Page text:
Archive for April, 2013

America’s history of booze and bars.

Saturday, April 20th, 2013

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The story of mankind as a social creature includes a long history of alcohol and public meeting places to drink alcohol. As far back as the 5th century B.C., the Greeks and Romans built Taberna Deversoria (Taverns along roads for travelers) and Taberna Meritoria (Taverns for locals). These weren’t exclusively dedicated to serving wine and alcohol to patrons, they were the world’s first shopping centers, but a central feature was the drinking area where people could congregate.

The United States of America also has a long (and often dark) history of alcohol and bars. Settlers were arriving from Europe, where clean, safe drinking water wasn’t readily available. Fermentation and distilling was a way to assure that a fluid wouldn’t kill you. Along with hydration, these fluids also offered a minimal amount of nutrients, so the intent wasn’t strictly to catch a buzz. Wine, beer and hard ciders was what people drank, even for breakfast.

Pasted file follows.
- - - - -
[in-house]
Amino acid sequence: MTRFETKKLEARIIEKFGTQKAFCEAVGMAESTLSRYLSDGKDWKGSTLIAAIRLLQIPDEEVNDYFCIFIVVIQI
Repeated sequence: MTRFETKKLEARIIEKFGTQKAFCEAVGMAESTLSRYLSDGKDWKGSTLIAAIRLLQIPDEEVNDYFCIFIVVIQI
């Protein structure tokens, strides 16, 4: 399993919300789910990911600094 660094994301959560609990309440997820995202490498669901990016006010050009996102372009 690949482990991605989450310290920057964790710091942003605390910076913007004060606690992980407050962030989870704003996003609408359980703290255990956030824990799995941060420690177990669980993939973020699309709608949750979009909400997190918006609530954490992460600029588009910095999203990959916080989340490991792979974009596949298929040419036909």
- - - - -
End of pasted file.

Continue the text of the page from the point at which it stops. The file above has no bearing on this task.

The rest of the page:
When North America was being settled (invaded?) the first point of business by settlers was to build a Tavern. Taverns were used as courtrooms, for religious gatherings, town meeting centers, as post office, library, etc. Over the years the Taverns have been called many things: Ale house, pub, ordinaries, grog shop, Inns, Taprooms, Beer gardens, Saloons. The bar has always been a place where people could congregate and discuss any topic freely. (For purposes of this article I will use the term: Bar.)